If a client tells you they have or have had prostate cancer you need to do extra research before programming exercise for him. Here are four common questions with detailed answers so you can be equipped to work with this special population.
Is it ok to exercise with prostate cancer?
The evidence for physical activity in reducing anxiety and depression, while increasing general-well being for those with prostate cancer is fairly substantial.
Improving well-being can have a dramatic beneficial effect on sexual function as well. Consistent exercise helps lower insulin, blood sugar, and improve overall cardiovascular health, all of which have a positive impact on erectile dysfunction and libido.
The American Cancer Society recommends that adults should get at least 150 minutes of moderate intensity or 75 minutes of vigorous intensity activity each week.
Aerobic exercise burns calories to keep weight under control. Those with prostate cancer should avoid prolonged bicycling because of the pressure on the perennial area. Also, exercises that improve bone density are a better choice.
Does exercise help prostate cancer recovery?
Exercise helps prostate cancer recovery because it improves overall health, reduces the side effects of treatments, and improves the chances of surviving cancer.
An exercise program can help heart health, bone density, and decrease the risk of diabetes and obesity. Data indicates that obesity increases the aggressiveness of prostate cancer, and thus mortality.
Exercise can decrease blood sugar levels, which lower insulin levels and also helps to lower inflammation. There also appears to be a positive association between insulin levels, inflammation and prostate cancer risk.
After a complete assessment and medical history, you will find that a client with prostate cancer will most likely be on Androgen Deprivation Therapy (ADT). It is important to understand the side effects of ADT because it will affect the exercise programming.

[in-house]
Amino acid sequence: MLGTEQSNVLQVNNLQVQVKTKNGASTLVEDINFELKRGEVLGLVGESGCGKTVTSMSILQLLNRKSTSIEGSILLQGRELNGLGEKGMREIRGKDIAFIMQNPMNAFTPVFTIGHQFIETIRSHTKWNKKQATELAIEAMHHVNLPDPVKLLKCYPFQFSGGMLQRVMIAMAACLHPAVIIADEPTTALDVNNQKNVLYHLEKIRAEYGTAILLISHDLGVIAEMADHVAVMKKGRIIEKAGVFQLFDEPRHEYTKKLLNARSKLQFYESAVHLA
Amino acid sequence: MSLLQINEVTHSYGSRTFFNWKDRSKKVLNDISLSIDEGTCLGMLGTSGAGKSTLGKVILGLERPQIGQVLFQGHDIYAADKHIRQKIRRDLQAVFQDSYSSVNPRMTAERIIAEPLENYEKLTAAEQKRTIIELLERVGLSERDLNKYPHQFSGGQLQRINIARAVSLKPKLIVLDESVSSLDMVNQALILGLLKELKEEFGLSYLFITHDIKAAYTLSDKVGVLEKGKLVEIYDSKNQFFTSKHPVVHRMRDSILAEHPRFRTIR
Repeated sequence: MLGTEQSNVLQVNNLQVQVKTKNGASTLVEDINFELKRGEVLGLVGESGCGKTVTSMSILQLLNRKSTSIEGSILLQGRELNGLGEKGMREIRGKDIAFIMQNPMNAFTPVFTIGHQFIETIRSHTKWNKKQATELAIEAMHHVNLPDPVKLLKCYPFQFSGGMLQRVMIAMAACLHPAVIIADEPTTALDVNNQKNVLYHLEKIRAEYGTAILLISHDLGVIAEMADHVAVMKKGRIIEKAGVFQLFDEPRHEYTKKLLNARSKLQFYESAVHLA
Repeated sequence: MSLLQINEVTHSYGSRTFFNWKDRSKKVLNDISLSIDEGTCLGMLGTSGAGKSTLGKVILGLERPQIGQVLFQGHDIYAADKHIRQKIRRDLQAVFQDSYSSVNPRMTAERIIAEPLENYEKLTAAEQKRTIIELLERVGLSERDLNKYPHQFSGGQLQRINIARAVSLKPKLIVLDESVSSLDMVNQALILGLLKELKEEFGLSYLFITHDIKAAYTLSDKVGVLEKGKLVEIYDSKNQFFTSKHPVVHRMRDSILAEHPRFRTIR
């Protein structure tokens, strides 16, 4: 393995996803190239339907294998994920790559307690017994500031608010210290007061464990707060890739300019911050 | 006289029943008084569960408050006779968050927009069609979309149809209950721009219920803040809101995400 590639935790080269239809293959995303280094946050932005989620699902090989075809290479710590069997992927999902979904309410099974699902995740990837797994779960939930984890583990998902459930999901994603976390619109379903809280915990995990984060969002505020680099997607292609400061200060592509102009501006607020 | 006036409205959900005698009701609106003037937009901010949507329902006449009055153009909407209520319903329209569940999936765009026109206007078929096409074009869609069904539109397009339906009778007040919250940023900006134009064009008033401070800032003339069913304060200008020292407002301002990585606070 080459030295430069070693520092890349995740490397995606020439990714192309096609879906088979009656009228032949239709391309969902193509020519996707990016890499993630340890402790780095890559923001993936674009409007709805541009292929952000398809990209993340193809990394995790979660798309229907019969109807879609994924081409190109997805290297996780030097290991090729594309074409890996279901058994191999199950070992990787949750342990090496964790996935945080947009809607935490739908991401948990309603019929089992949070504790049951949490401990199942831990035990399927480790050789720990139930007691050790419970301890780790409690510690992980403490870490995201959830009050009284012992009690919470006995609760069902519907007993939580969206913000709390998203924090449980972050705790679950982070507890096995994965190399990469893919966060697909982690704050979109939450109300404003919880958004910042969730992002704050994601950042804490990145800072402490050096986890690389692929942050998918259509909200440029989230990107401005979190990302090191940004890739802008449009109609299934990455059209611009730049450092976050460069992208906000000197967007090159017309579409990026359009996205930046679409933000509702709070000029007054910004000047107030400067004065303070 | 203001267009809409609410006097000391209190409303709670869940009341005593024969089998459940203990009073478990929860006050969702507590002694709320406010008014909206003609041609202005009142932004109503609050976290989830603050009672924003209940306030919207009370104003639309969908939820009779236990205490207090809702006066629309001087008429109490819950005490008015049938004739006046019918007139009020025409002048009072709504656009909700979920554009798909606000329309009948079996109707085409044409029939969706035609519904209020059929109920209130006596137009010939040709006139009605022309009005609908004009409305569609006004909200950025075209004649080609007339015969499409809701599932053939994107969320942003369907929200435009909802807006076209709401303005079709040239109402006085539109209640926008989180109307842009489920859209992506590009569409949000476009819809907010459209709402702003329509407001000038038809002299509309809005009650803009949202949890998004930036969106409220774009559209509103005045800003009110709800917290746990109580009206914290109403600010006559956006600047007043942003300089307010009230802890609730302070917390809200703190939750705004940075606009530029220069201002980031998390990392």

The side effects of ADT include loss of muscle, increase in fat mass and osteoporosis. Risk for diabetes and heart disease also increases. The risk of suffering the above side effects can be reduced by exercise.
What kind of exercise is good after prostate cancer surgery?
Since ADT causes a loss of muscle mass, a good fitness routine must emphasize strength training, which will help to increase muscle mass. It can be performed with weights, bands, machines, or body weight. Some of the treatments can cause sarcopenia, which is a change in the fat to muscle ratio.
Strength training is important because it can increase muscle mass and decrease fat. Strength training can also help decrease the risk of osteoporosis, which can be an issue after chemotherapy. Strength training will not only increase muscle mass, it will also help to strengthen bones.
The muscle that surrounds the prostate may be weakened from cancer surgery and treatments. Some cancers and cancer treatments may result in incontinence. Clients may become incontinent, with less control over their urine flow. There are different types of incontinence, ranging from mild to severe.
Some examples are: stress incontinence which can cause a person to leak urine during activities such as coughing, laughing, sneezing, or exercising, urge incontinence – a sudden, urgent need to urinate, and continuous incontinence – not being able to control the bladder at all.
Kegel exercises strengthen pelvic floor muscles to control urine flow. The pelvic floor muscles are comprised of the bladder, sphincter and the pubococcygeus muscle. These muscles are used to stop the flow of urine.
Help clients find their pelvic floor muscles by having them squeeze their sphincter and contracting the urethra to stop the flow of urine when using the bathroom.